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Car reviews - Ferrari - Portofino

Our Opinion

We like
Lingerie body, athlete’s heart, orchestral exhaust, ice-skater’s handling, carefree warranty and service deal
Room for improvement
Low-speed engine delivery, sat-nav lethargy, rear-seat crush, expensive, three-year waiting list

Ferrari California T evolves into more beautiful, better handling Portofino

Ferrari logo19 Dec 2018

Overview

WHY did Ferrari’s California T, the much-convertible that broke a 25-year drought of production turbocharged models from Maranello, last barely three years on global markets?

It certainly had a lot on its side – it was the ice-breaker for freshman Ferrari owners because it was significantly cheaper than other models, the turbocharged V8 was an alluring centre piece to the pretty 2+2, and it sounded, and performed, the way any Ferrari should.

Ferrari obviously thought the California T could be improved as its main criticism was the hefty weight.

The diet started with what was supposed to be some changes to the body, while the replacement would carry over the bi-turbo V8 and seven-speed dual-clutch drivetrain.

The result is the new Portofino that uses a variety of lightweight metals and composites in its body to slash 80 kilograms off the weight of the California T, hitting the scales at 1664kg.

Drive impressions

The Ferrari Portofino is the cheapest model in the Italian supercar brand’s stable with a $398,888 (plus on-road costs) pricetag, about $70,000 less expensive than its 488 GTB sibling and $104,000 down from the GTC4 Lusso T that shares its drivetrain.

Personalising the car is encouraged through a configurator that opens with 15 seat colours, 20 stitching colours – plus the choice of thick or thin cord – and 26 paint colours.

It can get expensive, and some items could be expected as standard such as the reversing camera that is a near-$7000 option, as is the Magneride adaptive suspension that is about $9000 and Apple CarPlay at a whopping $6800.

The infotainment system is bright and clear with a 10.25-inch screen but the satellite navigation was awkward to use and slow to respond. No complaints about the audio, though.

Like the California T, it is styled in-house by Ferrari though the Pininfarina heritage is obvious with its rolling hips, short overhangs and wheel-hugging front arches.

However, the Portofino is a 2+2 but pays little attention to rear passengers, preferring to cosset the front occupants.

The roof is folding metal with its electric action capable of closure within 14 seconds and the ability to seal the roof at speeds of up to 45km/h.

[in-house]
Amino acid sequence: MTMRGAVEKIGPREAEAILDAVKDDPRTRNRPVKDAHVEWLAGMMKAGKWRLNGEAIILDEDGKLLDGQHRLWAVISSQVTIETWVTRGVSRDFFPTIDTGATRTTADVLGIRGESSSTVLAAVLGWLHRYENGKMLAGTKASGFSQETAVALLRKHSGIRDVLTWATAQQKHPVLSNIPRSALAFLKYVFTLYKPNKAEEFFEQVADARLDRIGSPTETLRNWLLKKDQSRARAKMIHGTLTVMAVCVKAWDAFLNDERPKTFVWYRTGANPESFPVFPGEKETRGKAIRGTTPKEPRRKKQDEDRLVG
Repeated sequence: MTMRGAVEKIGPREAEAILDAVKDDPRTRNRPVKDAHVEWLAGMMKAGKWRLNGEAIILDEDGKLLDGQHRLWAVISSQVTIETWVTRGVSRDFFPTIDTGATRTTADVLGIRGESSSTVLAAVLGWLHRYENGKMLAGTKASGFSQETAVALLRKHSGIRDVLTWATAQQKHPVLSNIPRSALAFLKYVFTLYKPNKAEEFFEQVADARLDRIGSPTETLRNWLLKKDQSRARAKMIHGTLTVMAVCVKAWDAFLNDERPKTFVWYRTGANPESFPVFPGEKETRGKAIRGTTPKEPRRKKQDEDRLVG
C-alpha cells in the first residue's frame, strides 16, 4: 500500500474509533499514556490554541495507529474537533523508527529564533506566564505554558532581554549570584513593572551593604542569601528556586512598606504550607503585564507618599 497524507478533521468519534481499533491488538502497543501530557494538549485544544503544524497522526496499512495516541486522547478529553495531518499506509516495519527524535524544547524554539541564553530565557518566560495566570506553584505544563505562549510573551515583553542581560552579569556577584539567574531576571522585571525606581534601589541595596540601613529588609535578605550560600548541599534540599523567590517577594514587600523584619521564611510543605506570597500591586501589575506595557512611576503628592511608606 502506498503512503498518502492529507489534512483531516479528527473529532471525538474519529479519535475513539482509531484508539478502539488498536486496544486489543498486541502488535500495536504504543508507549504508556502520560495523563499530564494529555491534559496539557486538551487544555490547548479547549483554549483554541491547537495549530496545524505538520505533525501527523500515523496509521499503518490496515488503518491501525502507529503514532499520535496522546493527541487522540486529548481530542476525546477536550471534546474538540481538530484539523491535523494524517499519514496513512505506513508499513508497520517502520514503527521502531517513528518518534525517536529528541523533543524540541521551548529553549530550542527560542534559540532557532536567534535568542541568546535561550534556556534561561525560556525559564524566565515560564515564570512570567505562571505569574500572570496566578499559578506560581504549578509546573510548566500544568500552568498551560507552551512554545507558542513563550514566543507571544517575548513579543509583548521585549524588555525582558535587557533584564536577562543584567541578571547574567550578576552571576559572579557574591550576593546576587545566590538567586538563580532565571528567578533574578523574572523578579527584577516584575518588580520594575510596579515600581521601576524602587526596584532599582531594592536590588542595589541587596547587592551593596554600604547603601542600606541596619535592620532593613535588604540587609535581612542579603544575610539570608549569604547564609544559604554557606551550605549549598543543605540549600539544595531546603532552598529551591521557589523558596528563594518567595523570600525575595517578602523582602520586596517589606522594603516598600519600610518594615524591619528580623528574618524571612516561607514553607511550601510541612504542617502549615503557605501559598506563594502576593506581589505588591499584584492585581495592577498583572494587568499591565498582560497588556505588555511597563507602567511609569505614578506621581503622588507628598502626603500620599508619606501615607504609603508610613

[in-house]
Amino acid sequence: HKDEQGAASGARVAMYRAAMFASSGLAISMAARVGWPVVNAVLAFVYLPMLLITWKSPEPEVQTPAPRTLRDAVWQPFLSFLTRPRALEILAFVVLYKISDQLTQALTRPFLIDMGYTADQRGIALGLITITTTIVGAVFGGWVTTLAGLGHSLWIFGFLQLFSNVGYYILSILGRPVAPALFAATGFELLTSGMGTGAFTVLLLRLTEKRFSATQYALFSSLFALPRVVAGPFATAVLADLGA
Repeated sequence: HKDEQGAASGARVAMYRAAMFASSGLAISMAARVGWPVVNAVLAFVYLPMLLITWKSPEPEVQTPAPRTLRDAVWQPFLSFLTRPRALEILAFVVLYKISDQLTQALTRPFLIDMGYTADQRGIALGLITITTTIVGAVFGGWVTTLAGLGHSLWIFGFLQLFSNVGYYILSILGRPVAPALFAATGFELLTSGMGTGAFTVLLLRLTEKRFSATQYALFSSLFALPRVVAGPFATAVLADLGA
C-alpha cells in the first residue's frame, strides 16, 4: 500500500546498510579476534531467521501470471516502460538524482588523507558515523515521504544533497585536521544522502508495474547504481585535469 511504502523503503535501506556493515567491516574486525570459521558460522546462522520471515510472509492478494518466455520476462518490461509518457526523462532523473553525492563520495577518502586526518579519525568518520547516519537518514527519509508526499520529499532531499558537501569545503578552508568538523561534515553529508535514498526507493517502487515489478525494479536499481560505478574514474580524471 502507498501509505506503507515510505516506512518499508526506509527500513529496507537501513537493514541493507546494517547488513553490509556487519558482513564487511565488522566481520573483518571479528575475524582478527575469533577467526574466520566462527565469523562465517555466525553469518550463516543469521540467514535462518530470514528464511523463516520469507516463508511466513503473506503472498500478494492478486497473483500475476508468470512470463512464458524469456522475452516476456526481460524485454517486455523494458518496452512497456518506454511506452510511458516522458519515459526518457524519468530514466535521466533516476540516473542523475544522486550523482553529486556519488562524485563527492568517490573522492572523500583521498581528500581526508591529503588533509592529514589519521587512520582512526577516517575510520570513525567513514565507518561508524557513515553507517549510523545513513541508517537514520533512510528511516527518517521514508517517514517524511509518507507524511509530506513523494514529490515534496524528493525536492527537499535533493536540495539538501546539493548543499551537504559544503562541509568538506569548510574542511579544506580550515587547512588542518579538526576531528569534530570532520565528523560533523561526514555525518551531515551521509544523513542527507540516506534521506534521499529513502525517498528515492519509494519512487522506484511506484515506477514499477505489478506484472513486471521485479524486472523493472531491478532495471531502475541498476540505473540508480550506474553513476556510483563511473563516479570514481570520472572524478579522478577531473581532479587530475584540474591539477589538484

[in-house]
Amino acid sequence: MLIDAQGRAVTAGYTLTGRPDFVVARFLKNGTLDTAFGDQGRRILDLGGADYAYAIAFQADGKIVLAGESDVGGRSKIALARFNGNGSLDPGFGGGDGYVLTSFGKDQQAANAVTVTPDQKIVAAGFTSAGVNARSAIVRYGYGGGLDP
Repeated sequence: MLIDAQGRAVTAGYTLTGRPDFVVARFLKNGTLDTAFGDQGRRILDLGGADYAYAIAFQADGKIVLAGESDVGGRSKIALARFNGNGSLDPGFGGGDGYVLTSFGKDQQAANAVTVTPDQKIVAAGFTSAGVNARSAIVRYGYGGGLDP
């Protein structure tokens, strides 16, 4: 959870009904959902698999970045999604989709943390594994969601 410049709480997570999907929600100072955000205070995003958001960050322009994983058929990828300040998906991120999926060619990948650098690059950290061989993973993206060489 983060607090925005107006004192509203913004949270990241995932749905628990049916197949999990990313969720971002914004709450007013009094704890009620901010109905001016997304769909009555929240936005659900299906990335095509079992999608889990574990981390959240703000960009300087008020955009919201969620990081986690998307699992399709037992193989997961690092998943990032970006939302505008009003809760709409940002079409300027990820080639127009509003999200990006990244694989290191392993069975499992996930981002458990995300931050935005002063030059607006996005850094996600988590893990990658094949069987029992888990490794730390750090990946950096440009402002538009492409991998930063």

In the flesh it is a much bigger car than images may suggest, stretching to 4.6 metres long and 1.95m wide.

Surprisingly, it has a useable boot. Though it favours soft luggage, the boot (with roof up) has a 292-litre capacity. More storage can be found in the rear seats – because no-one will be there for long – to ensure the Portofino is suitable at its goal of being a premium grand tourer car.

The Ferrari comes with free scheduled maintenance for seven years and has an optional maintenance program (about $5000) that comprehensively covers the car for 15 years.

The bark of the engine and the rush of the torque at mid-range shouts Ferrari and demands driver attention, but the smoothness of the adaptive suspension and ease of the new electric-assist steering take on appeal by a very different customer.

The Portofino neatly pairs performance with occupant comfort and grand touring space, enveloping occupants in rich layers of leather and fabric, choices of metal or carbon-fibre, and kitted out with equipment centred by a 10.25-inch screen.

The size of the car is surprising but exaggerated from the low-set driver’s seat and there is a need to set the steering wheel high to eyeball the top of the central multi-coloured tachometer. In this position, the waistline is high and the four quarters of the car are invisible, making a reversing camera a mandatory inclusion.

The steering may be light but the accelerator pedal requires weight and a prodigious stab to alert the gearbox to engage. It is the only flaw in an drivetrain that is rich in sound and utterly unyielding in its power delivery.

It is a car that delights as its character unfolds, rising from its almost benign low-speed tractability that, on test during a Melbourne storm, made it so user-friendly in the wet, to a scalded cat with relentless fury.

The key to the engine’s outrage is keeping it in its high rev range, running it from around the 6000rpm mark through to its peak power point at 7500rpm and towards 8000rpm, while using the large paddle shifters to staccato through the gears.

It is a lovely gearbox, now made quicker in its shift speeds and easier to use since the California T version with an automatic “park” engagement, separate “reverse” button on the dash, and automatic park brake action.

The Magneride suspension is equally as mandatory as the reversing camera, especially when the car is tasked with living to its name as a GT machine and the roads – such as those tested through the Mornington Peninsula – can be rough and narrow, potholed after the deluge and strewn with the results of nature’s pruning of the roadside trees.

While electric-assisted steering can feel dull and disconnected, the Portofino’s lightness of the steering feel is hardly excessive for a model that is aimed predominantly at new Ferrari owners and many are women and many live-in urban areas.

The benefits easily outweigh any pedantic opinions of cornering differences between this and the previous hydraulic system.

This easy driving mannerism is the key to the car and one of its most endearing features. Depending on the road and the mood of the driver, it allows the occupants to arrive slightly shaken and occasionally stirred, but always comfortable.


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